The Tetragrammaton in Phoenician (12th century BCE to 150 BCE), Paleo-Hebrew (10th century BCE to 135 CE), and square Hebrew (3rd century BCE to present) scripts
Page of the codex with text of Ezek 5:12–17
Transcription of the divine name as ΙΑΩ in the 1st-century BCE Septuagint manuscript 4Q120
Folio 283 of the codex with text of Ezek 1:28–2:6
The Mesha Stele bears the earliest known reference (840 BCE) to the Israelite god Yahweh.
Daniel 1–9 in Tischendorf's facsimile edition (1869)
YHWH in one of the Lachish letters
Tetragrammaton written in paleo-Hebrew script on Greek Minor Prophets Scroll from Nahal Hever
Petrus Alphonsi's early 12th-century Tetragrammaton-Trinity diagram, rendering the name as "IEVE", which in contemporary letters is "IEUE".
Tetragrammaton at the Fifth Chapel of the Palace of Versailles, France.
A tetractys of the letters of the Tetragrammaton adds up to 72 by gematria.
Tetragrammaton by Francisco Goya: "The Name of God", YHWH in triangle, detail from fresco Adoration of the Name of God, 1772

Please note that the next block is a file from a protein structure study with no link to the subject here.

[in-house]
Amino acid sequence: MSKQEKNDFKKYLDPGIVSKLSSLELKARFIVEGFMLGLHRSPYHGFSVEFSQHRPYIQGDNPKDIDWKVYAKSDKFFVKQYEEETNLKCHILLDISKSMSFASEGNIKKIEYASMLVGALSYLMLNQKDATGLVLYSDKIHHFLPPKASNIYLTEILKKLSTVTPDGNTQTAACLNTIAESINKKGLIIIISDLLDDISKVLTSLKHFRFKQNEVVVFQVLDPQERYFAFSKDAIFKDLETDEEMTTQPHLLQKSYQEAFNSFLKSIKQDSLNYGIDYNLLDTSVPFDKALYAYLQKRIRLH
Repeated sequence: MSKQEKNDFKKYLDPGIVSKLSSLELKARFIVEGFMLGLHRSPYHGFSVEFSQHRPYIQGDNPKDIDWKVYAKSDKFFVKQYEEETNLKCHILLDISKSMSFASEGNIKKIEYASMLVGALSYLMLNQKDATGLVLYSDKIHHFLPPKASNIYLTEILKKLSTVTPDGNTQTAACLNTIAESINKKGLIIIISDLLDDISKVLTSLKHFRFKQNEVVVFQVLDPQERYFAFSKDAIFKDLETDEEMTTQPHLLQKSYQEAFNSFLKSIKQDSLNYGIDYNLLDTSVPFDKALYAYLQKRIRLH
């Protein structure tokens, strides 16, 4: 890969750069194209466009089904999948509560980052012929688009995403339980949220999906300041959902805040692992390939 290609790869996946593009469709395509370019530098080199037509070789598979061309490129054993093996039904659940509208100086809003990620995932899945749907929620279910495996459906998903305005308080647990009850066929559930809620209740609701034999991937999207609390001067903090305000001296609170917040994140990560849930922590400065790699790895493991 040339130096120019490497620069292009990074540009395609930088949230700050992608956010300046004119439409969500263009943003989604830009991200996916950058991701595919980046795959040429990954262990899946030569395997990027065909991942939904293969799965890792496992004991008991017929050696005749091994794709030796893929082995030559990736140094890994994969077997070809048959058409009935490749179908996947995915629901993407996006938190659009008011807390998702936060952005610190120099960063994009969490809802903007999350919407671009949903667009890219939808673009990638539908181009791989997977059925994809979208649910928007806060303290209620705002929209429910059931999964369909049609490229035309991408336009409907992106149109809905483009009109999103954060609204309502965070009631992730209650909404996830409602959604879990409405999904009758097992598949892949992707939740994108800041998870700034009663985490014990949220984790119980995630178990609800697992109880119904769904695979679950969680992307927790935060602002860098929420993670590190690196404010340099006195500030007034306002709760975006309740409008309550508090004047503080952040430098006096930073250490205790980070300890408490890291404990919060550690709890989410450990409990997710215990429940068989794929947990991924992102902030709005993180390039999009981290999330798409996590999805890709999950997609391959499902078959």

The Tetragrammaton as represented in stained glass in an 1868 Episcopal Church in Iowa
The Tetragrammaton on the Tympanum of the Roman Catholic Basilica of St. Louis, King of France in Missouri

In their comment on the two verses Ezekiel 1:2 and 11:1, they use Ιαω, a phonetic transliteration into Greek letters of Hebrew יהוה, as an indirect reference to the Tetragrammaton.

- Codex Marchalianus

25) ** Codex Marchalianus – In addition to the Septuagint text of the prophets (with ), the manuscript contains marginal notes from a hand "not much later than the original scribe" indicating Hexaplaric variations, each identified as from Aquila, Symmachus or Theodotion. Marginal notes on some of the prophets contain πιπι to indicate that in the text corresponds to the Tetragrammaton. Two marginal notes at Ezekiel 1:2 and 11:1 use the form ιαω with reference to the Tetragrammaton.

- Tetragrammaton
The Tetragrammaton in Phoenician (12th century BCE to 150 BCE), Paleo-Hebrew (10th century BCE to 135 CE), and square Hebrew (3rd century BCE to present) scripts

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